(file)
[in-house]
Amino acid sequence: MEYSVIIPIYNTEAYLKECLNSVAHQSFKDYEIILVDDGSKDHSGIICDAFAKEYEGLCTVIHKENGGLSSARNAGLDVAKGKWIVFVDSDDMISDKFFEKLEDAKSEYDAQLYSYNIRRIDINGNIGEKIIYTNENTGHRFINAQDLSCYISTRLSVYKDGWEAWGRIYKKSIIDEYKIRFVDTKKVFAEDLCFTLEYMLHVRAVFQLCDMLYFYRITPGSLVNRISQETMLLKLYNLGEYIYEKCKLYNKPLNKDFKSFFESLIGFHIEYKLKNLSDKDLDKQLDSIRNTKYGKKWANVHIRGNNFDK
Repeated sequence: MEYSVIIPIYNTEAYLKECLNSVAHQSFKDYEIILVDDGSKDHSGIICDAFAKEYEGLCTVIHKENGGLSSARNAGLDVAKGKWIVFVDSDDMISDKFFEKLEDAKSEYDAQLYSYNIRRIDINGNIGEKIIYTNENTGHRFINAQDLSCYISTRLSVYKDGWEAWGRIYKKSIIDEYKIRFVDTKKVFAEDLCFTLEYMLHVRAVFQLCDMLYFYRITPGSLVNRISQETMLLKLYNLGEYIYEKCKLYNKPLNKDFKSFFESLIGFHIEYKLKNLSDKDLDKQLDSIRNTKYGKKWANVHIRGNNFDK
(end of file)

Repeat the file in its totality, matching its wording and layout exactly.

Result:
[in-house]
Amino acid sequence: MEYSVIIPIYNTEAYLKECLNSVAHQSFKDYEIILVDDGSKDHSGIICDAFAKEYEGLCTVIHKENGGLSSARNAGLDVAKGKWIVFVDSDDMISDKFFEKLEDAKSEYDAQLYSYNIRRIDINGNIGEKIIYTNENTGHRFINAQDLSCYISTRLSVYKDGWEAWGRIYKKSIIDEYKIRFVDTKKVFAEDLCFTLEYMLHVRAVFQLCDMLYFYRITPGSLVNRISQETMLLKLYNLGEYIYEKCKLYNKPLNKDFKSFFESLIGFHIEYKLKNLSDKDLDKQLDSIRNTKYGKKWANVHIRGNNFDK
Repeated sequence: MEYSVIIPIYNTEAYLKECLNSVAHQSFKDYEIILVDDGSKDHSGIICDAFAKEYEGLCTVIHKENGGLSSARNAGLDVAKGKWIVFVDSDDMISDKFFEKLEDAKSEYDAQLYSYNIRRIDINGNIGEKIIYTNENTGHRFINAQDLSCYISTRLSVYKDGWEAWGRIYKKSIIDEYKIRFVDTKKVFAEDLCFTLEYMLHVRAVFQLCDMLYFYRITPGSLVNRISQETMLLKLYNLGEYIYEKCKLYNKPLNKDFKSFFESLIGFHIEYKLKNLSDKDLDKQLDSIRNTKYGKKWANVHIRGNNFDK